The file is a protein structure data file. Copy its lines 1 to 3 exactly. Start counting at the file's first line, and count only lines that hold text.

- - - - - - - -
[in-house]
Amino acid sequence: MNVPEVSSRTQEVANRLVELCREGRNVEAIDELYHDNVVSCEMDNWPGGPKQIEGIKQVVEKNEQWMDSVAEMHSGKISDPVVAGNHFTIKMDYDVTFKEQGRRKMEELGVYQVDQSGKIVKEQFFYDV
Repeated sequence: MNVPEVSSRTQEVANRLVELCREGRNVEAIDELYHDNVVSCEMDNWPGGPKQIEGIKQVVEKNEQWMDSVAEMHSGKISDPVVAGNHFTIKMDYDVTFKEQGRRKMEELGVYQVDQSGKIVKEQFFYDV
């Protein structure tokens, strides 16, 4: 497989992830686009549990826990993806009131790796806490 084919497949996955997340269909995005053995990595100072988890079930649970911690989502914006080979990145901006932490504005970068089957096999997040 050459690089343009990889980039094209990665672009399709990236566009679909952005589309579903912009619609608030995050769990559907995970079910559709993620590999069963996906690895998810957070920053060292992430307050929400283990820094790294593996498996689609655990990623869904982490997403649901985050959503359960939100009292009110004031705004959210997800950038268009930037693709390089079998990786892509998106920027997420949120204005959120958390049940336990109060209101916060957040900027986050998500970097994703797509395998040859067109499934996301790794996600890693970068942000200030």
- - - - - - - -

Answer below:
[in-house]
Amino acid sequence: MNVPEVSSRTQEVANRLVELCREGRNVEAIDELYHDNVVSCEMDNWPGGPKQIEGIKQVVEKNEQWMDSVAEMHSGKISDPVVAGNHFTIKMDYDVTFKEQGRRKMEELGVYQVDQSGKIVKEQFFYDV
Repeated sequence: MNVPEVSSRTQEVANRLVELCREGRNVEAIDELYHDNVVSCEMDNWPGGPKQIEGIKQVVEKNEQWMDSVAEMHSGKISDPVVAGNHFTIKMDYDVTFKEQGRRKMEELGVYQVDQSGKIVKEQFFYDV